CANADA – Polar bears have been loitering by the Hudson Bay waiting for the month-late ice they need to hunt effectively. Lucky for them, a big storm is on the way that is expected to create the sea ice the polar bears are waiting for. Find out why the ice is late here. – Global Animal

Photo Credit: Canadian Classic Tours

Hundreds of polar bears were spotted on the west coast of Hudson Bay earlier this week, waiting for ice that is almost a month late forming.

But a fierce storm in the region Thursday has temperatures dropping and ice forming, which could be good news for the bears. “It’s just howling,” Luc Desjardins, of the Canadian Ice Service, says of the storm that could change the fortunes of the hungry bears.

Until the storm hit, record-breaking conditions in the western Arctic this fall had kept the ice at bay. Temperatures up to 14 C above normal in one Arctic region in November prevented the formation of ice which was almost a month behind schedule as of Monday, says Desjardins. He says the ice cover was the lowest since 1971, covering just 1.5 per cent of the sea, compared to the average of 20 per cent by mid-November.

Polar bears need sea ice to hunt for seals and other marine mammals. And after slim pickings on land in the summer, they are ready to get back on the ice come fall.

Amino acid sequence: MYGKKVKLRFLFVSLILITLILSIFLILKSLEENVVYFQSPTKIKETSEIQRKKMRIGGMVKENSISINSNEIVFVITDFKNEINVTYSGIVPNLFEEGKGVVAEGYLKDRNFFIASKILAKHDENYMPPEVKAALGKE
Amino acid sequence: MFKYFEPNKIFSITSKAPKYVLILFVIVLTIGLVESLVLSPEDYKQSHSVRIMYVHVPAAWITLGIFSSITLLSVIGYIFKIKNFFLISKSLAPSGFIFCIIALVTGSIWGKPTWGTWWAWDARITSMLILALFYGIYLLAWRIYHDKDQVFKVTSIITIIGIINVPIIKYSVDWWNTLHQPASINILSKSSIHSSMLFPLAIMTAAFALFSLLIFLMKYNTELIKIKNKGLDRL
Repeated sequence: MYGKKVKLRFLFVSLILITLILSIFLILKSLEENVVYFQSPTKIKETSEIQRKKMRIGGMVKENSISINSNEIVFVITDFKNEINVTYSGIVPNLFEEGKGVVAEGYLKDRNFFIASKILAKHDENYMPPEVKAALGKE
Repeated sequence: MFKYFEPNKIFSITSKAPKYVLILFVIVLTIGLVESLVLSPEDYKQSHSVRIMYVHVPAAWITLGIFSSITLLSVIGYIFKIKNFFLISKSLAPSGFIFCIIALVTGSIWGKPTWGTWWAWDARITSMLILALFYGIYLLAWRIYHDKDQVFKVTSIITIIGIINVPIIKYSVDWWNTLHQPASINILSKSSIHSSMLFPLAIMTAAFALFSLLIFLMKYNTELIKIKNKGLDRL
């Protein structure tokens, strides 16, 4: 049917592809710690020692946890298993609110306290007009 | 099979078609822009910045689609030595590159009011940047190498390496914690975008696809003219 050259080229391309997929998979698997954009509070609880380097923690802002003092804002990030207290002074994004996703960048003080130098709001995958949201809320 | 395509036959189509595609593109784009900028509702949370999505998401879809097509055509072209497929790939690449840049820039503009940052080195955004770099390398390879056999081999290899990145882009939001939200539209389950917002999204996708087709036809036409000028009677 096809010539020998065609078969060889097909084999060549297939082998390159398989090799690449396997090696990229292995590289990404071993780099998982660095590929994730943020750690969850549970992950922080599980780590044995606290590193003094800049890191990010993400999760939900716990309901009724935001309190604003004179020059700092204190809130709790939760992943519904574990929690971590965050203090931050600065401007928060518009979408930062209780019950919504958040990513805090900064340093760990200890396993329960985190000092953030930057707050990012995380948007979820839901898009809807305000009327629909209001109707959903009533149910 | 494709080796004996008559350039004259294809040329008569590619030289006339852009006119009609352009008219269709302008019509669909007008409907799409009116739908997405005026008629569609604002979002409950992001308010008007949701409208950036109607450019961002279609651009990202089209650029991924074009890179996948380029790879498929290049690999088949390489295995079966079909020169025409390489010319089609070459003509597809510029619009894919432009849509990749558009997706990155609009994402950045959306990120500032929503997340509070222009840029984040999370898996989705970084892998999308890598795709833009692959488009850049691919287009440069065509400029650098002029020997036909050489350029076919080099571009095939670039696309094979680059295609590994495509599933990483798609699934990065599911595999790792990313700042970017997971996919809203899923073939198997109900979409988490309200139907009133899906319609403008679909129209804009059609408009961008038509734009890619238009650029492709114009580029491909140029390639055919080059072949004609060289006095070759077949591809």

To get a read on the population, a helicopter survey was done Monday by conservation groups, Manitoba Conservation, and the York Factory First Nation Resource Management Board. The spotters counted 333 polar bears prowling the Manitoba coast of Hudson Bay.

Pete Ewins, an Arctic specialist for the World Wildlife Fund which helped co-ordinate the survey, says several “skinny bears” ended up in the “bear jail” in Churchill, Man., in September after scrounging for food where they were not welcome.

But the bears spotted in the survey appeared in “reasonably good condition,” says Ewins. They were mostly males, as females with cubs tend to steer clear of the males and travel inland.

“It is not a catastrophe about to happen tomorrow,” Ewins says of toll the ice delay will take on the bears. “But the longer the ice is in returning, of course, the more bears are going to be in very weak condition when they actually make it out on the sea ice.” The “enduring concern,” he says, is late ice in Hudson Bay is an increasingly common phenomenon, that is linked to climate change.

Desjardins says the ice has been late forming for several years running, in large part because Arctic air temperatures have been so warm. From October 2009 to April 2010, the Baffin Bay was on average 7 C above normal.

“It was tremendously warm in the Arctic during the past winter,” Desjardins said, noting that the ice melted faster last spring, allowing the water to absorb more heat, which is now delaying formation of new ice.

This fall the trend has continued with the average temperature in Nunavut’s Northern Foxe Basin 14 C above normal in November, he said.

But Desjardins says that ice conditions in Hudson Bay can — and are — changing quickly. This week’s storm has temperatures dropping so fast that a fringe of thin ice almost 20 kilometres wide has formed along parts of the coast since Monday.

It cold conditions persist he says thick ice could form over the next few weeks and may even catch up to normal. “It all depends on what Mother Nature throws at us,” Desjardins.